After leaving Spitzkoppe, Maggie and the team continued on the journey north. Our next stop was one of Namibia’s most popular tourist attractions: Etosha National Park.

The itineraries of nearly everyone we met on the road in Namibia included a visit to Etosha. And for good reason! This was Noel’s second trip to the park, which spanning 22,000 square km is one of the best for wildlife viewing in Namibia, if not Southern Africa. Lions, cheetahs, elephants and black rhinos and are just some of big game that can be found within the park.

The park also surrounds an immense salt pan, a depression so large (5,000 square km) that it can be seen from space! The flat, grassy landscape on the edge of the salt pans made it very easy to spot animals and get great photos. The park also has a network of well-maintained (albiet dusty) roads with many lookout points and waterholes.

Etosha wildlife

It didn’t take long for us to encounter some of Etosha’s wildlife. On our very first sunset drive we were chased nearly off the road by this lone bull elephant.


Being chased by a bull elephant

Parking at one of Etosha’s many lookout points and waterholes is a great way to see some amazing wildlife, like this thirsty giraffe.


Giraffe drinking at waterhole

It’s not always about the big game – the park is also home to many unique and beautiful antelope species, such as gemsbok and hartebeest.


Gemsbok in Etosha National Park


Hartebeest in Etosha

It’s easy to spot herds of zebra and wildebeest in the vast, flat landscape.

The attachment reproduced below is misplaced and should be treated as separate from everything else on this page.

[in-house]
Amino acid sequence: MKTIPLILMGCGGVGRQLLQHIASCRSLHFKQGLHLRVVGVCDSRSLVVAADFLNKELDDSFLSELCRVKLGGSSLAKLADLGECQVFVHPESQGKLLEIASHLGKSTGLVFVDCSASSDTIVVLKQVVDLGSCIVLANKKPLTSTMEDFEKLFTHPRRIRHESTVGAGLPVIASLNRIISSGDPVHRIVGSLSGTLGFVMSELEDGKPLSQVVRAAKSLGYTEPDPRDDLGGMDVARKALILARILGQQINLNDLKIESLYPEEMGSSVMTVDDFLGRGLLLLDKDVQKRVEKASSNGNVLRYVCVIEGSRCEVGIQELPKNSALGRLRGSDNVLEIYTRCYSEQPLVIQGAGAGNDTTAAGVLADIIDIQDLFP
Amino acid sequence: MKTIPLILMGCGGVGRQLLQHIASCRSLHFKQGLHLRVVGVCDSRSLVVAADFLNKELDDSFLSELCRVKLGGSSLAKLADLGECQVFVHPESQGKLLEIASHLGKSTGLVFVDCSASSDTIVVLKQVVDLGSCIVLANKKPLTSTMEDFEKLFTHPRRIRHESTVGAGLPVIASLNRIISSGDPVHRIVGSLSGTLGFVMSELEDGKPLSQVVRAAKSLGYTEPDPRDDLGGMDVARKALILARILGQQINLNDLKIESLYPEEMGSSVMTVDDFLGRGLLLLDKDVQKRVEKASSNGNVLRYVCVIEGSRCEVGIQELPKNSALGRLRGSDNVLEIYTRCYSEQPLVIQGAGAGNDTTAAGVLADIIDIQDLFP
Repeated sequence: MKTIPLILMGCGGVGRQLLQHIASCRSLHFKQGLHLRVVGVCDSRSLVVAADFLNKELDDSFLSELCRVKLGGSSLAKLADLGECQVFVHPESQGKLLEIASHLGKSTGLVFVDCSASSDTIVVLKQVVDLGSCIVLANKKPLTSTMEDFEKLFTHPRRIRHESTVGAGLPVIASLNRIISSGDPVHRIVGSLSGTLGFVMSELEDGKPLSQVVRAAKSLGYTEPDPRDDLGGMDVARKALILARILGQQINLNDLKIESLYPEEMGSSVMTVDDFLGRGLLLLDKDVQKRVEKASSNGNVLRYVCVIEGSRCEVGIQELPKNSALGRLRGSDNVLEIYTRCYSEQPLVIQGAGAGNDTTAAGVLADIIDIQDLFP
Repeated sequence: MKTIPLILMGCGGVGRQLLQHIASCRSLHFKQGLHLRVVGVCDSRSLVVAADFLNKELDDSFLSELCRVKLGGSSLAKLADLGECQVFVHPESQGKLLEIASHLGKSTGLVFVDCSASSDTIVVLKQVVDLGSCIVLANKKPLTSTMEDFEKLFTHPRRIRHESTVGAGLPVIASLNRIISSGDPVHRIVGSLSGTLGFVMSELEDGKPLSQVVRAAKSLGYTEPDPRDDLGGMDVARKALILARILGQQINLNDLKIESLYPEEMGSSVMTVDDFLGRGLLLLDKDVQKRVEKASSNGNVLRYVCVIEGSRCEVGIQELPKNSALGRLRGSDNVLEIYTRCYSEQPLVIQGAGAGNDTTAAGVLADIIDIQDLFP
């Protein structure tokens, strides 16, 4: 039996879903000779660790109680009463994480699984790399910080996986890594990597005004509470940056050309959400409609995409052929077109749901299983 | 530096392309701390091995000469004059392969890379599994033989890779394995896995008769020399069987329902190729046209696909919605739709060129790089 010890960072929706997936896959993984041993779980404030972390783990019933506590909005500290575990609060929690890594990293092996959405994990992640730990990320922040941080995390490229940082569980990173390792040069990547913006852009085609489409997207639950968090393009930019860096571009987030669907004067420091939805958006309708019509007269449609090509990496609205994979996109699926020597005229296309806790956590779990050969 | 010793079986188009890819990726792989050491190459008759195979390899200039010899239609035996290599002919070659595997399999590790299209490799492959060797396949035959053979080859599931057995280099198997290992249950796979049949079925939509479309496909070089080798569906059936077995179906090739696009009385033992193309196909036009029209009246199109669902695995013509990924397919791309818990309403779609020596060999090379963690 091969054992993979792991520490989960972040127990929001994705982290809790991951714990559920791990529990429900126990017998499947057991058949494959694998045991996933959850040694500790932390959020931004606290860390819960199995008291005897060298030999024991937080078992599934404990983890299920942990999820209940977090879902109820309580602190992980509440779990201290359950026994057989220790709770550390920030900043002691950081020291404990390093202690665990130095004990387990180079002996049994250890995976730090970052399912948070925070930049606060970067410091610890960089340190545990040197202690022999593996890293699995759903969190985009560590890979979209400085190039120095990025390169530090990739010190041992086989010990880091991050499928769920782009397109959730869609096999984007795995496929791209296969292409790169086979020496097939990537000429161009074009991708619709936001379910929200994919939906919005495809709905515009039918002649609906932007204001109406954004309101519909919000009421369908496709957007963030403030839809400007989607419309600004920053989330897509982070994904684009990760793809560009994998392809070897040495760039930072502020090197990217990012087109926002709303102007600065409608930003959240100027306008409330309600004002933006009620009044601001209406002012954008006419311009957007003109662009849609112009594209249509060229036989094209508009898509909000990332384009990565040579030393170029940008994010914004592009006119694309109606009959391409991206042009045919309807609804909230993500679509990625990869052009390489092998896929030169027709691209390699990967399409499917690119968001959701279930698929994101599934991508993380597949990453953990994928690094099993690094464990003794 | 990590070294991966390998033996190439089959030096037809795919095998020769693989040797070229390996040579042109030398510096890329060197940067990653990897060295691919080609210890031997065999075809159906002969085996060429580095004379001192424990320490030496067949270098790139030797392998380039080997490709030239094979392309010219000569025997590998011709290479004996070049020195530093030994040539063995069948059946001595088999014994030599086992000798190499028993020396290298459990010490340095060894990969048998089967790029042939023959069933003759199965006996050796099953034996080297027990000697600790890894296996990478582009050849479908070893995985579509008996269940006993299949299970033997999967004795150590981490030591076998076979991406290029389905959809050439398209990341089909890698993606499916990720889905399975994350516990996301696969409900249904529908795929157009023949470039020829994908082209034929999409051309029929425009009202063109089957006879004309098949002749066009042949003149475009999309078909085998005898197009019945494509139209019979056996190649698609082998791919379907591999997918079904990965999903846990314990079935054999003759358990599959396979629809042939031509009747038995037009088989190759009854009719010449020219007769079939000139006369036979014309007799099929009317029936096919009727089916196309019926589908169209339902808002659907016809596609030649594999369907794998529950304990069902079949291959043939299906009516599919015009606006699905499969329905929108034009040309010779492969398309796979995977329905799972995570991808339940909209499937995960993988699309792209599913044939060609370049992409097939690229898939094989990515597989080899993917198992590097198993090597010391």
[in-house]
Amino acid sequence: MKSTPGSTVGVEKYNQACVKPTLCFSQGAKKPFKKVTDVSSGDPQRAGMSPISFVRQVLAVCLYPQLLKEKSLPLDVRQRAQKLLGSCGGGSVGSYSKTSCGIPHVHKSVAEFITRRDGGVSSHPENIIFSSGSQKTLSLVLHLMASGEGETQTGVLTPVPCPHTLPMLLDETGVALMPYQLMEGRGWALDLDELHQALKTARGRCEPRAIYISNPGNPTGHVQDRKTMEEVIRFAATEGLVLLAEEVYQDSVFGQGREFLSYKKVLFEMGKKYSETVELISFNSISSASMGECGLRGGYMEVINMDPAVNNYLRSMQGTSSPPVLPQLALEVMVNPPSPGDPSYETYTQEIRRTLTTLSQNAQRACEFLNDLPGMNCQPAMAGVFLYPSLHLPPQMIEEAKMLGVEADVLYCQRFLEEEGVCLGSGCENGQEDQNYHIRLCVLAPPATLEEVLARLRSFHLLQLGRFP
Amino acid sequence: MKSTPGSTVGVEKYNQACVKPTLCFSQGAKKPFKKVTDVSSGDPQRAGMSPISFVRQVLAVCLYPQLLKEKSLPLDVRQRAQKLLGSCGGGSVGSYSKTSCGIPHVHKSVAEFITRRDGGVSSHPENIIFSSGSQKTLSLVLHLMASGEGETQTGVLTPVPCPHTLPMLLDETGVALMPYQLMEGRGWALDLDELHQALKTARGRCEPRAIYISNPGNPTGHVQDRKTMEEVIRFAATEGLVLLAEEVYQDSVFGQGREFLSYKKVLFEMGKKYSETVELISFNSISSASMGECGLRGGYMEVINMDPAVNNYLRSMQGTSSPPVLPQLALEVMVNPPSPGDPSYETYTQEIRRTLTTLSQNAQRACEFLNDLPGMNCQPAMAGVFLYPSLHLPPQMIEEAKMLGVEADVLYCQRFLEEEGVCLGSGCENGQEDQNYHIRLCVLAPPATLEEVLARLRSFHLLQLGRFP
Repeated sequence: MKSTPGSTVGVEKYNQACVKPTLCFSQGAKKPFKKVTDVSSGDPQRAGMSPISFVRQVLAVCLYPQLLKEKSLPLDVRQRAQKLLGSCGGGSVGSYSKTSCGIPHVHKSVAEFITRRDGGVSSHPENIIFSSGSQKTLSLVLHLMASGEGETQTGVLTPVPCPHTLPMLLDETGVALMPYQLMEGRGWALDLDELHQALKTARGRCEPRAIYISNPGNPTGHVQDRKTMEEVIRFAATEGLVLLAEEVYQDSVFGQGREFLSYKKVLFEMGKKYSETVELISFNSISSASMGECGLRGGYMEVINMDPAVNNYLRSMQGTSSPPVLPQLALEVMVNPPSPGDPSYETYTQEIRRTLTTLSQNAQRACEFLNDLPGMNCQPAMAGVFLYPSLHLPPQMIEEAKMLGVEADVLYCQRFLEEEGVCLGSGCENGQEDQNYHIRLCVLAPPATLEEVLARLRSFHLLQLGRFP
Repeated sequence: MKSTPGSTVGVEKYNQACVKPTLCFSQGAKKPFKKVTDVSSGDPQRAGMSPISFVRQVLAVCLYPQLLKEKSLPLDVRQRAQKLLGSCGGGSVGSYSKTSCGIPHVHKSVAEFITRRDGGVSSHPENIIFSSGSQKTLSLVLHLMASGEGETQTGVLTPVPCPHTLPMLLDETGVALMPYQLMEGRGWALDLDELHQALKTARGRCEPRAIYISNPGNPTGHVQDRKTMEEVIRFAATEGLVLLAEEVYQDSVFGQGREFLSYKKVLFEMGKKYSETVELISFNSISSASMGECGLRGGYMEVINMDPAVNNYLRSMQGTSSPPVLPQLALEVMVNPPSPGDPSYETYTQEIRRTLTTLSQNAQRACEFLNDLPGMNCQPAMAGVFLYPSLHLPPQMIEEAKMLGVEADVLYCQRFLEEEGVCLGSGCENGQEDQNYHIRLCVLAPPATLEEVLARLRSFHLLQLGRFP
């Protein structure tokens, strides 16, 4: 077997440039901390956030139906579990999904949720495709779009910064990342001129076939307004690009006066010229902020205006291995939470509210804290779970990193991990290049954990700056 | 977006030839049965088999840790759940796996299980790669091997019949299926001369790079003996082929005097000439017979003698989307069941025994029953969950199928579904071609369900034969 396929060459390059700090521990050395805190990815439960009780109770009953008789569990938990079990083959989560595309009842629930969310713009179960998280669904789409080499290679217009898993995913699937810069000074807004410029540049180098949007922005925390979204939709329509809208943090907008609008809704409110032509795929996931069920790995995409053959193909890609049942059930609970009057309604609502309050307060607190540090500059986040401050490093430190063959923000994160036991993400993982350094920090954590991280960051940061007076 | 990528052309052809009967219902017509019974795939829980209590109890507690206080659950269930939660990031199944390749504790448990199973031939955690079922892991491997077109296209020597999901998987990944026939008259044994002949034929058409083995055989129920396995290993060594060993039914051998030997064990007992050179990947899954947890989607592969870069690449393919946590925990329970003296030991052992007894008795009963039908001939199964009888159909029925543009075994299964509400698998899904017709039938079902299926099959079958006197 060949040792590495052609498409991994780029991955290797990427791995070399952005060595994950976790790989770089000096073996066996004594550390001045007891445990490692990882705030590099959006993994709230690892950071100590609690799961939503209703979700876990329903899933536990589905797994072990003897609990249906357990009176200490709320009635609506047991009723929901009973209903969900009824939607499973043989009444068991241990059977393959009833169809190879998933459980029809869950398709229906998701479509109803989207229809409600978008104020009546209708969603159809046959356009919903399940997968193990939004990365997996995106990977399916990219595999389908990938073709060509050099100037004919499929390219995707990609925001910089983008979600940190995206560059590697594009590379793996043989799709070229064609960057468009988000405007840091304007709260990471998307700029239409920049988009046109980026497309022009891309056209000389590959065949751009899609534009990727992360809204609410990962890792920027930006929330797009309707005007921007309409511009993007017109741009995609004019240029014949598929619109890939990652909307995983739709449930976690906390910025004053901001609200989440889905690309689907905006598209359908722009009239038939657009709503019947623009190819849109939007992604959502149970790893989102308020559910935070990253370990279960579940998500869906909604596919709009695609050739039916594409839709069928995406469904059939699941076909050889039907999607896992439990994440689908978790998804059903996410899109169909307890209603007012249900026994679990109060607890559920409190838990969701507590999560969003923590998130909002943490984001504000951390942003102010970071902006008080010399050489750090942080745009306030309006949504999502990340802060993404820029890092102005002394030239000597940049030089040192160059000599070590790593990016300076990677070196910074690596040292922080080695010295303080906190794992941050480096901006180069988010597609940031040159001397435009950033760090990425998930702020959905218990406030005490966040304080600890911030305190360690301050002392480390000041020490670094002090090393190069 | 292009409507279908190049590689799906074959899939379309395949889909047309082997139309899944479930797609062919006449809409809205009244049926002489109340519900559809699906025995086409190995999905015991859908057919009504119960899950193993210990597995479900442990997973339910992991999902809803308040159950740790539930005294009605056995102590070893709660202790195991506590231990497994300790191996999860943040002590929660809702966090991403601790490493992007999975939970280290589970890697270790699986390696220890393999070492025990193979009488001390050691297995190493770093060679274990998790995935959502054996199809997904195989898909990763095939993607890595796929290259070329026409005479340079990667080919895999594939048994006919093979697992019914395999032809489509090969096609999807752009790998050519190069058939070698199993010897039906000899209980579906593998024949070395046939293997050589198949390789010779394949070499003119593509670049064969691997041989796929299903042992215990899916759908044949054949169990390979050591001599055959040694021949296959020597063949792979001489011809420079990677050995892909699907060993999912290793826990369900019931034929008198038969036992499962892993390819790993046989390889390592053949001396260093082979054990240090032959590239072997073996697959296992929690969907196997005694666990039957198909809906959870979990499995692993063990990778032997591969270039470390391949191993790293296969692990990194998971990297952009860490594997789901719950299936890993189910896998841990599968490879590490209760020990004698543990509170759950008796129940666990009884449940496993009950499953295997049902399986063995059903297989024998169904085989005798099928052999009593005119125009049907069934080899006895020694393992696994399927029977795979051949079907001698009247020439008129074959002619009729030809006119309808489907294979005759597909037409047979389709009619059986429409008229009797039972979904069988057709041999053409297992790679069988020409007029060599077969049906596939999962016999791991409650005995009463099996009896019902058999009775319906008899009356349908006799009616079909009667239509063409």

Zebra herd in Etosha


Wildebeest herd in Etosha


Ostrich in Etosha

On the road to Etosha


Road from Branberg

Driving from Spitzkoppe to Etosha was stunning and full of beautiful scenery. We opted to take the C35, to pass through the beautiful Branberg Nature Reserve. We camped at the Brandberg White Lady Lodge (named after famous rock art) on the banks of the Ugab River.

From there, we took the C39 to Outjo, a great town for filling up on food and other supplies before hitting the C38 all the way to the park gate.

Where to camp

There are many camping options in and around the national park, including three NWR-run campsites within the park boundaries.

We opted to stay at the Okaukuejo Rest Camp, a few km from the Anderson gate, but we were unfortunately underwhelmed. Overcrowded and full of garbage-stealing jackals, we could only bear to spend one night in the camp, especially at the insane price of N$495 (US$36) per night!

We came without a reservation and were lucky to get a camping spot because it’s often fully booked (or so we’re told!). So if you don’t get a spot, our advice: don’t fret, you might have a better experience camping at one of the many lodges that line the roads to the park gates.

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